We have found that travel has helped us gain a perspective on the environment and its stewardship and have integrated this throughout our posts and philosophy.

We encourage everyone to share their own experiences publicly, whether it is about plants, the weather, rocks, waterways, their commute to work, etc, and bring to the world something that is ground down to its core importance and displayed like a Christmas tree for all of the world to enjoy.

This year our posts have not been as frequent as we have been focusing our free time on concerns regarding the rehabilitation of Viola Street in West Philadelphia, helping to stabilize this beautiful block of Victorian rowhouses.

However, The Sanguine Root persists vibrantly and we will continue to post pictures , essays, thoughts and whatever else catches our fancy! Please stay in touch and we are on facebook where we often liveblog about Morris park often on a weekly or daily basis.

Its been a great 4 years and thank you for all of you who have stayed with us and do look forward to more fresh material!

Upcoming we have a time -lapse showpiece that we are working on right now, a camera taking a picture of the forest in Morris Park every hour and a half and has been since early September, this should make for an interesting video!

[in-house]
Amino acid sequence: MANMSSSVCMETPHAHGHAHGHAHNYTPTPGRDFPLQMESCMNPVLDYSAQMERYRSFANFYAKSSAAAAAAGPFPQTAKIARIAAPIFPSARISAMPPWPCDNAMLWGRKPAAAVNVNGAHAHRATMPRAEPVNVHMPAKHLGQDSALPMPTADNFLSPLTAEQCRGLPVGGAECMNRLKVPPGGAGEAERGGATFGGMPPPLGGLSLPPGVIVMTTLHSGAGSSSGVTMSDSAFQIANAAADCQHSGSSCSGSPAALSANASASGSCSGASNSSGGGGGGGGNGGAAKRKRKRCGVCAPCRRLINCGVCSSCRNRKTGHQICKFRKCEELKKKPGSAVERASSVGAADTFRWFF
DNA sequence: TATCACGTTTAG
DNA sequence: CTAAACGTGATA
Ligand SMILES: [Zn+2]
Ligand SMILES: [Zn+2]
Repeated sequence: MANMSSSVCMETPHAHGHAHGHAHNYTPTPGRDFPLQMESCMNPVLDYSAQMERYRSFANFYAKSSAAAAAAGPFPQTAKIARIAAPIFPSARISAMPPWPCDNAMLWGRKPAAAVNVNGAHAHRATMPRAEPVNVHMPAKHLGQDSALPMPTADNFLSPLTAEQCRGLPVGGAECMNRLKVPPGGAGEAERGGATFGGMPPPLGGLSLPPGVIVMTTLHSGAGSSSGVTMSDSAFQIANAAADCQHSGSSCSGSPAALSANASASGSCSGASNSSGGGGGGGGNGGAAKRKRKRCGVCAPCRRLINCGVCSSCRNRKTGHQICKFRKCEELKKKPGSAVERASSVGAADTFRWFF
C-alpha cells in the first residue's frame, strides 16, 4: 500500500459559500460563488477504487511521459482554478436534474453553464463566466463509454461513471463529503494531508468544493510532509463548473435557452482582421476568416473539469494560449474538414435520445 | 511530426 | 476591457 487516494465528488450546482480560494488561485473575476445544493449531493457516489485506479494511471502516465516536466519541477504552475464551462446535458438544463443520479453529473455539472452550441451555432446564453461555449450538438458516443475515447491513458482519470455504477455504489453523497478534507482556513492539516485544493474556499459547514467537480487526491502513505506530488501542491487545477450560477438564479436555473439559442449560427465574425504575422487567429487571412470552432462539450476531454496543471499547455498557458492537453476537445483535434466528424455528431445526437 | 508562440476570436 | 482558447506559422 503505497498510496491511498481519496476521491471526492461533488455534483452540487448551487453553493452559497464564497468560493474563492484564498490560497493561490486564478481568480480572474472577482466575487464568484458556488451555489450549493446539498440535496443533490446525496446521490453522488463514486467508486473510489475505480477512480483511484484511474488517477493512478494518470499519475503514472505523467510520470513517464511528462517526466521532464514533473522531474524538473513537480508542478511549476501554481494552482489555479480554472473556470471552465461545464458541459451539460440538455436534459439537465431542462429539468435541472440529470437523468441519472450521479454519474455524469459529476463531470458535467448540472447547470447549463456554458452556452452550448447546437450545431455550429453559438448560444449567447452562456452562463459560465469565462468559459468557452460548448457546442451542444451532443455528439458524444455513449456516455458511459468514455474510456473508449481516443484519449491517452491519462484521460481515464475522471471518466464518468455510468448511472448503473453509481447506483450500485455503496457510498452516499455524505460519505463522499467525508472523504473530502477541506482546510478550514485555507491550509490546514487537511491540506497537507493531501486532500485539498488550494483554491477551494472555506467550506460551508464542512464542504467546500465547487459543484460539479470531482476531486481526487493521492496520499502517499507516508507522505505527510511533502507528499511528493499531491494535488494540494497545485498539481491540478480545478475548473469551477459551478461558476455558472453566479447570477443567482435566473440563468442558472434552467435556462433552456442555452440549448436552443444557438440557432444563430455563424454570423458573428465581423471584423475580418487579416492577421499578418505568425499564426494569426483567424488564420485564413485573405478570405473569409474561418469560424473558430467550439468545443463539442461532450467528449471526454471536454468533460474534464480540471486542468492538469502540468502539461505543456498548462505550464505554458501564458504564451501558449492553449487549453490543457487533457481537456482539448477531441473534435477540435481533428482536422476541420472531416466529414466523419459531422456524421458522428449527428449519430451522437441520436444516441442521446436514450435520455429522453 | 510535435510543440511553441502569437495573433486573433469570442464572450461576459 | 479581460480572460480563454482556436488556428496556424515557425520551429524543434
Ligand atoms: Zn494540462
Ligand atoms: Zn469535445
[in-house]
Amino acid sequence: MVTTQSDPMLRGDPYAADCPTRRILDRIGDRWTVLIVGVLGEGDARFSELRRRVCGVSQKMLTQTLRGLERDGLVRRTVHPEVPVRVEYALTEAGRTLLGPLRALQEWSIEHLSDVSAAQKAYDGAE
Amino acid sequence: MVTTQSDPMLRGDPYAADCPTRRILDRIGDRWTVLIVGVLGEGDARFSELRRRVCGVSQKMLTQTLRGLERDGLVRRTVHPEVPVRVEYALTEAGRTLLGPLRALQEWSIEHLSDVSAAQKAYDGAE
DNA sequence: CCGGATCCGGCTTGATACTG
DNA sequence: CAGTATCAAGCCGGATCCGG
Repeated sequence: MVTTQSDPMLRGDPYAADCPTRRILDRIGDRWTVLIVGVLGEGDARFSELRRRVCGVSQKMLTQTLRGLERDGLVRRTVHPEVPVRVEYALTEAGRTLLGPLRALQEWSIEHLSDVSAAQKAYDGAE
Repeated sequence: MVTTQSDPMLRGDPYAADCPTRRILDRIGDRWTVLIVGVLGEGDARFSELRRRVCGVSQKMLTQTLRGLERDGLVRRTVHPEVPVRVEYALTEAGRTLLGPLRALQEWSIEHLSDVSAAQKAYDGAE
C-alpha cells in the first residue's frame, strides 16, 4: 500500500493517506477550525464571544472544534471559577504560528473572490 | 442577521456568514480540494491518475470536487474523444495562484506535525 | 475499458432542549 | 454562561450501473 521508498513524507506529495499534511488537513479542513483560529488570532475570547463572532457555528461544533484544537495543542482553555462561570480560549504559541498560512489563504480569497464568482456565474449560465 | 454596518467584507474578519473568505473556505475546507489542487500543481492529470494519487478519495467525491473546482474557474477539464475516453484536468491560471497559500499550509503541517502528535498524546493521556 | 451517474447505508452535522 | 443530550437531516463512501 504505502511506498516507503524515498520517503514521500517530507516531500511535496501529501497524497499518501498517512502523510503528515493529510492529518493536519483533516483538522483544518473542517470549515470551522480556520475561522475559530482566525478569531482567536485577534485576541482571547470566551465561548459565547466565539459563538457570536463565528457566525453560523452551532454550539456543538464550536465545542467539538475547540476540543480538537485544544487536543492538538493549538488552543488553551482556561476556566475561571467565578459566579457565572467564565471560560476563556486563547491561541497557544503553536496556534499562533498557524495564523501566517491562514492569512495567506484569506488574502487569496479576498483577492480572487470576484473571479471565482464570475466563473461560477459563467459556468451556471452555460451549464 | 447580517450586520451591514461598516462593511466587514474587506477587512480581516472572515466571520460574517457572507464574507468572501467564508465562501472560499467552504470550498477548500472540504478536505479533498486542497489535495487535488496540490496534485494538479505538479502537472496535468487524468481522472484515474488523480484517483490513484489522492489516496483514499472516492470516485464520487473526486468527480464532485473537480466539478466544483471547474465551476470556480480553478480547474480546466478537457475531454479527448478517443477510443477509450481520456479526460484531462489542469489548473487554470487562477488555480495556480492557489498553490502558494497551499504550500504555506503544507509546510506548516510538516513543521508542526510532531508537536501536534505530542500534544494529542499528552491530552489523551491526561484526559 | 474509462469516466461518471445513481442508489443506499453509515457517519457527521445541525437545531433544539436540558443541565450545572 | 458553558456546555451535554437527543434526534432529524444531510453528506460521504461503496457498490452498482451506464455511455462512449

Wednesday, August 8th, 2012

Today, the adventure was to find Lobelia cardinalis, the Red Lobelia or Cardinal Flower, just growing in its natural habitat, perhaps along the banks of the Schuylkill River, where it has yet to be found. We set out to Valley Forge Historical Park, a little bit upstream from Philadelphia, where there is a great 3 mile long river path on the north side of the river just off of Trooper Road.  There is a boat launch, plenty of parking, bathrooms, signs and trails.   No Lobelia was spotted. There were lots of invasives, such as Purple Loosestrife, Japanese stiltgrass, Wineberry and Oriental Bittersweet.  The trail offered great views of the Schuylkill, with lots of Birds, including the Great Blue Heron.

Silver Maple, Valley Forge park, Pennsylvania

Silver Maple, Valley Forge park, Pennsylvania

(Acer saccharinum)

The Silver Maples just growing alongside the river was the real show. What a magnificent assortment of specimens growing in their native and natural habitat.

Silver Maple, Valley Forge park, Pennsylvania

Silver Maple, Valley Forge park, Pennsylvania

During the Revolutionary War, this exact spot was a hustle and bustle of barrels and provisions.

Silver Maple, Valley Forge park, Pennsylvania

Silver Maple, Valley Forge park, Pennsylvania

Now it is a place where trees grow and die, often falling into the river. A place where Bluebells bloom in the spring and people walk and jog.

The Silver Maple is a fast growing tree, reaching 25 feet in 10 years.  It has an aggressive root system, a much needed trait alongside a river that fluctuates in depth, often eroding its banks. It will grow sideways if need be.  It dies in the water, along with Sycamore, River Birch and Box Elder.

Silver Maple, Valley Forge park, Pennsylvania

Silver Maple, Valley Forge park, Pennsylvania

Above is the habitat of the Silver Maple, along the Schuylkill River at Valley Forge Park, Just north of Philadelphia.